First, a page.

Phytoestrogens are believed to act as natural SERMS (selective estrogen receptor modulators), helping the body adapt to its current hormone levels. There is strong evidence that lifetime exposure to natural estrogens, such as estradiol, increases the risk of certain kinds of cancer, such as uterine cancer. Phytoestrogens may help reduce that risk because they may lower a person’s lifetime exposure to natural estrogens by competing for estrogen receptor sites or changing the way natural estrogens are broken down. For example, if one has high estrogen levels, a phytoestrogen can exert a type of modulating effect to stabilize the cell and protect it from over stimulation. If one has low estrogen levels, the same phytoestrogen will have a tonifying effect.
Phytoestrogens which are also adaptagens are often recommended for those looking to naturally boost low estrogen levels. Not everyone agrees about how phytoestrogens work or their level of safety. For a different perspective about phytoestrogens see The pros and cons of phytoestrogens
Traditional herbs/plants often recommended for hormone imbalance include Maca, Pueraria Mirifica, Black Cohosh, Licorice, Suma, Siberian Ginseng, Rhodiola, Chaga, Vitex (Chastetree), Red Clover, Kudzu, Passionflower, Soy, Ashwagandha and Wild Yam. Foods containing phytoestrogens include beans, soy products, peas, lentils, and whole grains and seeds, especially flax seed, rye and millet. The herb Vitex (Chastetree) is usually a recommended herbal choice to boost progesterone levels although there are other herbs that also have the ability to boost progesterone. It is important to understand that Vitex can take 3 to 6+ months to give results. We also know that at least 70% of pre-packaged foods contain soy and 93% of the soy grown in the USA is genetically modified. Could this be one reason why so many women (both young and old) have difficulties with hormone imbalance?
RELATED: Hormone Imbalance? Check Your Liver
Why Herbs May Not Always Work Effectively
- Contraindications with medications. In recommending herbs for hormone imbalance, cautions such as contraindications with prescription meds are often not provided for the consumer. In 2013 Mayo Clinic researchers reported that nearly 70 percent of Americans were on at least one prescription drug, and more than half receive at least two prescriptions. According to the CDC, the percent of people using at least one prescription drug increased nearly 50 percent between 2007 and 2010. Antibiotics were the most often prescribed med with anti-depressants coming in as number two and painkiller opioids coming in as number three. Yes, herbs are natural but herbs are also powerful and should be respected as such. Many herbs are proven to be contraindicated when a person is taking certain types of prescription medications. The take away here is that if you are taking any prescription med or over-the-counter med, it is always wise, before using any herbal remedies, to research possible contraindications.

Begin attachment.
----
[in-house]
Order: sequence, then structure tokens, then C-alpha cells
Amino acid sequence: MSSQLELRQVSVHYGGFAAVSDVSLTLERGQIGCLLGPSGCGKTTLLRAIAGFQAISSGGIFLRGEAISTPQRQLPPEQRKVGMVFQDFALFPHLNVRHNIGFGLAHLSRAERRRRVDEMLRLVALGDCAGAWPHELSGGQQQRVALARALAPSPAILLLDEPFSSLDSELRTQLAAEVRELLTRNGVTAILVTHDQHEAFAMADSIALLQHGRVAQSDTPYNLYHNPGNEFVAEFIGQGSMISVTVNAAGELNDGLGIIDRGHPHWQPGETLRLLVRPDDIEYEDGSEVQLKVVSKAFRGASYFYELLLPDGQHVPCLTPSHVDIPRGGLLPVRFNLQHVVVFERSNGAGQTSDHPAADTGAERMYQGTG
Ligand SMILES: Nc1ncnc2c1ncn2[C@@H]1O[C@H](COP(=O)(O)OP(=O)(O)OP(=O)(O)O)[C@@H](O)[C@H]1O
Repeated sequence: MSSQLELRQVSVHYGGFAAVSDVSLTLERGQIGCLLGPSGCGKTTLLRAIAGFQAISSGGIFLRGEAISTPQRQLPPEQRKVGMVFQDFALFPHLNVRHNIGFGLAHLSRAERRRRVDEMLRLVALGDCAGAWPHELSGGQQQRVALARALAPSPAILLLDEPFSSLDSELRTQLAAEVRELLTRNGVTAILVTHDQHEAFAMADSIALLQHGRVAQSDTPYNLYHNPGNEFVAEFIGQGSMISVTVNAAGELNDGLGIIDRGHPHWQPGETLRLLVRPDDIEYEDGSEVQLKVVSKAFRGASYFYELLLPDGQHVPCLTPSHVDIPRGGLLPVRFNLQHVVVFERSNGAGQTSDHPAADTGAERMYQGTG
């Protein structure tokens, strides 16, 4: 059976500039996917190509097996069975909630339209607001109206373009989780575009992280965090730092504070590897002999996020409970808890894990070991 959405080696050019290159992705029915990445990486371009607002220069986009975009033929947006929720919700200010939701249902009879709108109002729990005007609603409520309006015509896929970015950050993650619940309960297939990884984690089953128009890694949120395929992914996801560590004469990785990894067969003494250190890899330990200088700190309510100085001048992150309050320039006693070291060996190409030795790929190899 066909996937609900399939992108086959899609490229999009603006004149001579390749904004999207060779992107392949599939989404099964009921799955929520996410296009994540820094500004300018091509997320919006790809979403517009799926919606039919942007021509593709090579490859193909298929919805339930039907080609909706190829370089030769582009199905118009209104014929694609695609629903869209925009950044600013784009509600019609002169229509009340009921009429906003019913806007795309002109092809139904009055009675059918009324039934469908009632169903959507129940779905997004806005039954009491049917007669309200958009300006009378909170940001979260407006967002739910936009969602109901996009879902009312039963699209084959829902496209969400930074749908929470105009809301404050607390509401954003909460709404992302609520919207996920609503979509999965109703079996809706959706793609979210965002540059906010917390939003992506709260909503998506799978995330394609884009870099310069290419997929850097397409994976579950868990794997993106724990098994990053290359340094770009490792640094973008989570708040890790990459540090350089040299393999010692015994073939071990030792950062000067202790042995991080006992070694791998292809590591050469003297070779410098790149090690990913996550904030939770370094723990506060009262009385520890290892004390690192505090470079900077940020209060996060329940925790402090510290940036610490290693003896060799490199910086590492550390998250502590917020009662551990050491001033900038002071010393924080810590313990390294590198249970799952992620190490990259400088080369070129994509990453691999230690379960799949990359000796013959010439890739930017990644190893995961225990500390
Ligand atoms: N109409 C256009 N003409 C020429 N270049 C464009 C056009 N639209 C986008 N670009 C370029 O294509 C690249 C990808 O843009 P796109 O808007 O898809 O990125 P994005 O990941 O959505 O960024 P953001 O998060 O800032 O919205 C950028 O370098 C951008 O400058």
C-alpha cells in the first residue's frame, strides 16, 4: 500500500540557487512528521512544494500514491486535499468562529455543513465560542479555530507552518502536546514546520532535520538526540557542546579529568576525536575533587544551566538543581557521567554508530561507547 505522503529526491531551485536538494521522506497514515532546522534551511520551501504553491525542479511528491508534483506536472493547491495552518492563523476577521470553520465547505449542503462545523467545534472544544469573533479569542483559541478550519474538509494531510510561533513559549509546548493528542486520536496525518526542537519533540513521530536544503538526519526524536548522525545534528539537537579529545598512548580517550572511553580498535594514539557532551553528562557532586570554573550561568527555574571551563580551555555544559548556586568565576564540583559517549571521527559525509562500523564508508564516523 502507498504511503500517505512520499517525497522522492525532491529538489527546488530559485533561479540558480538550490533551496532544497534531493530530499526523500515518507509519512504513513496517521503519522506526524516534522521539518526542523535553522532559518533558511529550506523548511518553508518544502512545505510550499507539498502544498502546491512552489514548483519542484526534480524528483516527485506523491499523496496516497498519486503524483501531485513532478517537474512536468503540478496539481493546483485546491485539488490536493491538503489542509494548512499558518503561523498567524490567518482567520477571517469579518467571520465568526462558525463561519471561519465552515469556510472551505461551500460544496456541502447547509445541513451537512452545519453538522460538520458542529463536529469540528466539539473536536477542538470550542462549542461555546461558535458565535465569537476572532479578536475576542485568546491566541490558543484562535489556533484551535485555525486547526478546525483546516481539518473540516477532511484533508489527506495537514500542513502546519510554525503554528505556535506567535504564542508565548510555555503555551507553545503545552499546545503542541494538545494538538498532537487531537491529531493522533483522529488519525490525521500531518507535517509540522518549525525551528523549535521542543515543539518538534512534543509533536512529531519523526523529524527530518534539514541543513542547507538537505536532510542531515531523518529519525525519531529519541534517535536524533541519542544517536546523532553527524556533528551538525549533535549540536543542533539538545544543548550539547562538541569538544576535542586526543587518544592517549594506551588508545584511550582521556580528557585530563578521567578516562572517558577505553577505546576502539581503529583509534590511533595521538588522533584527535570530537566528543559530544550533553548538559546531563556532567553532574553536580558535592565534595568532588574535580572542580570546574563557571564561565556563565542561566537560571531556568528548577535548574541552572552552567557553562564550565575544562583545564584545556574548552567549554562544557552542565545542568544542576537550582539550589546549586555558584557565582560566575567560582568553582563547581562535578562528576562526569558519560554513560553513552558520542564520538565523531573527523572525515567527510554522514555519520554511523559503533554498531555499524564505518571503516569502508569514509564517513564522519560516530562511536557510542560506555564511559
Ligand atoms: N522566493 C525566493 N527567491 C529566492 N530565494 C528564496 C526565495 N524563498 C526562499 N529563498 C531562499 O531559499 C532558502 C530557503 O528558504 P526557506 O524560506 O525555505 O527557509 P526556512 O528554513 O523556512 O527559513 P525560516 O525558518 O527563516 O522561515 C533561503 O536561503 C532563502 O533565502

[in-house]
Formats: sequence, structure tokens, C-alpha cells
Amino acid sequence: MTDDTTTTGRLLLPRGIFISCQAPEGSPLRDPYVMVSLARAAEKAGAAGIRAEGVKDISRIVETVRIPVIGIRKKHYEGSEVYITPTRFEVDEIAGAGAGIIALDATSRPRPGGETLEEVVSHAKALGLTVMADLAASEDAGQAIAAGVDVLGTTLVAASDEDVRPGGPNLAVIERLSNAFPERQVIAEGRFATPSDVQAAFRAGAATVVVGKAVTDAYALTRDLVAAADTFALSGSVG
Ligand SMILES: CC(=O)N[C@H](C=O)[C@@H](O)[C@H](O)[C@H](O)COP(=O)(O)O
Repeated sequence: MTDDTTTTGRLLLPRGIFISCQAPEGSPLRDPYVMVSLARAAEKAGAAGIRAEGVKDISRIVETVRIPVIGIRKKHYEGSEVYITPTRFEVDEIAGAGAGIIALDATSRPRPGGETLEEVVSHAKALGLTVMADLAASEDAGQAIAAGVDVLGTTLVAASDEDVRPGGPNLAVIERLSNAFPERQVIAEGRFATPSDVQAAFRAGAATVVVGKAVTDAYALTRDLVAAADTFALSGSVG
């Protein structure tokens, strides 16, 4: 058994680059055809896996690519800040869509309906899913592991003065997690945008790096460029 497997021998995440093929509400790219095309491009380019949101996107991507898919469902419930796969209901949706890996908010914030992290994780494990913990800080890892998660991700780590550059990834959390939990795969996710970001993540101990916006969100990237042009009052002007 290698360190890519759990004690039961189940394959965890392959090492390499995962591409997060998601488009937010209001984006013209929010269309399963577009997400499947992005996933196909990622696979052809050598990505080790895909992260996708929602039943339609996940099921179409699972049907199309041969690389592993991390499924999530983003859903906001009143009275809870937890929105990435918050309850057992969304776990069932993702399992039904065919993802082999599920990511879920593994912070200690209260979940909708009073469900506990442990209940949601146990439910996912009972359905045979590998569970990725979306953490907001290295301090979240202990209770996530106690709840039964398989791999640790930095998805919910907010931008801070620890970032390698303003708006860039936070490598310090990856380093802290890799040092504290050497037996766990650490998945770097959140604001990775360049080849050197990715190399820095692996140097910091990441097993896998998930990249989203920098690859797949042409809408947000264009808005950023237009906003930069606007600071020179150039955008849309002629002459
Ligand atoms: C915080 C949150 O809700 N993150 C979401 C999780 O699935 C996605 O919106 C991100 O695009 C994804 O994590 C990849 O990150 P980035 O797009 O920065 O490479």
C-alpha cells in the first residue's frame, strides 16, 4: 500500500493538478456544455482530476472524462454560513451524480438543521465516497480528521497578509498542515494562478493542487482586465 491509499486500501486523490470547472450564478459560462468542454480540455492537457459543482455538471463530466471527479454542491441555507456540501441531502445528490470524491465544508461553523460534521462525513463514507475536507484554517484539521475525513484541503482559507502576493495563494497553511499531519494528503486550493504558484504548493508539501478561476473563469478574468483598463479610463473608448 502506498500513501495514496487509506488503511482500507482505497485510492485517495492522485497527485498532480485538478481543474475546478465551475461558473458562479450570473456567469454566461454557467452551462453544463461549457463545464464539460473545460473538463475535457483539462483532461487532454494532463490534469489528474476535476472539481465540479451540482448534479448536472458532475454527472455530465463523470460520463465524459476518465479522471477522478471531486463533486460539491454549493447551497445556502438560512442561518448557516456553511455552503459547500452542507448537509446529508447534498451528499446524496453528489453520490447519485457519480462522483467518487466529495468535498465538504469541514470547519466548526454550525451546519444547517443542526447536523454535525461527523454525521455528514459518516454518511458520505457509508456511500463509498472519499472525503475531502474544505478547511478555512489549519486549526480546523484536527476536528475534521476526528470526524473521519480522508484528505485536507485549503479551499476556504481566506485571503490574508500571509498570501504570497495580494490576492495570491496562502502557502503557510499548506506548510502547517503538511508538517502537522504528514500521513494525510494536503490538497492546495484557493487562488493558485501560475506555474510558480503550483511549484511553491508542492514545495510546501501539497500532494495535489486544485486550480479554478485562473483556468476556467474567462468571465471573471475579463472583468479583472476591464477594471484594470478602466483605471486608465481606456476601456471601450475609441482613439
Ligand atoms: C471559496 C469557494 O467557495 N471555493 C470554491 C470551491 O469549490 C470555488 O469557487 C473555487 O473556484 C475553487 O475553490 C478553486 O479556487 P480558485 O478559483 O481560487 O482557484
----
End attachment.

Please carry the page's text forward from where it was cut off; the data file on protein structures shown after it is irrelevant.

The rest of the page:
- Improper Dosing – Using Too Much or Too Little (remember: everyone is different)
- Poor Quality Herbs
- Matching Herbs to the Condition Rather Than the Person
- Using the Wrong Part of the Plant and the Wrong Type of Preparation
- Making Preparations Incorrectly
- Poor Formulation
- Trying to Suppress Symptoms Rather Than Getting to the Root Cause
- Not Giving It Enough Time (herbal preparations usually take longer to work)
- Difference in Potency. Herbs can have different potency levels with each batch harvested. For instance, herbs harvested at a young age, can be much more potent than the same herb harvested at maturity. This can make a huge difference in whether or not one is getting too much or not enough of the herb’s benefits.